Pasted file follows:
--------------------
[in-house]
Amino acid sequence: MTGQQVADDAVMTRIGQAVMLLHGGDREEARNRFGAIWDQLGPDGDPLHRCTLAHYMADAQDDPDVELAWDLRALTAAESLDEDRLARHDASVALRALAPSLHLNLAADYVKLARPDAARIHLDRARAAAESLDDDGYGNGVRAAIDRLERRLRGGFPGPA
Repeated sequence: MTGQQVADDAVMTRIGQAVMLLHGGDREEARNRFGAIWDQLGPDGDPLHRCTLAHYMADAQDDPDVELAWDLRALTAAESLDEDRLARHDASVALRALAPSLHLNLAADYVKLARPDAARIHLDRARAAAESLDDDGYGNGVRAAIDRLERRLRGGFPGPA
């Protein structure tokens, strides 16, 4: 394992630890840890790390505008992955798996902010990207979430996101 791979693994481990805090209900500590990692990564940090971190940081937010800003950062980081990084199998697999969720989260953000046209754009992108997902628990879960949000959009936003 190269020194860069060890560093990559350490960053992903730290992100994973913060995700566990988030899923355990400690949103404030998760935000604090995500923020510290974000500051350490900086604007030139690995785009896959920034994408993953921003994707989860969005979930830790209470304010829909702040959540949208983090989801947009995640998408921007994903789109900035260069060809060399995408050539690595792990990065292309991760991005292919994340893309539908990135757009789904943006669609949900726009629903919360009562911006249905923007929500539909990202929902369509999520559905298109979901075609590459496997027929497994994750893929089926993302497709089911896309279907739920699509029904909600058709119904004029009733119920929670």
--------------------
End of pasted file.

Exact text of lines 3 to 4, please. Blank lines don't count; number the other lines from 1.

Repeated sequence: MTGQQVADDAVMTRIGQAVMLLHGGDREEARNRFGAIWDQLGPDGDPLHRCTLAHYMADAQDDPDVELAWDLRALTAAESLDEDRLARHDASVALRALAPSLHLNLAADYVKLARPDAARIHLDRARAAAESLDDDGYGNGVRAAIDRLERRLRGGFPGPA
């Protein structure tokens, strides 16, 4: 394992630890840890790390505008992955798996902010990207979430996101 791979693994481990805090209900500590990692990564940090971190940081937010800003950062980081990084199998697999969720989260953000046209754009992108997902628990879960949000959009936003 190269020194860069060890560093990559350490960053992903730290992100994973913060995700566990988030899923355990400690949103404030998760935000604090995500923020510290974000500051350490900086604007030139690995785009896959920034994408993953921003994707989860969005979930830790209470304010829909702040959540949208983090989801947009995640998408921007994903789109900035260069060809060399995408050539690595792990990065292309991760991005292919994340893309539908990135757009789904943006669609949900726009629903919360009562911006249905923007929500539909990202929902369509999520559905298109979901075609590459496997027929497994994750893929089926993302497709089911896309279907739920699509029904909600058709119904004029009733119920929670």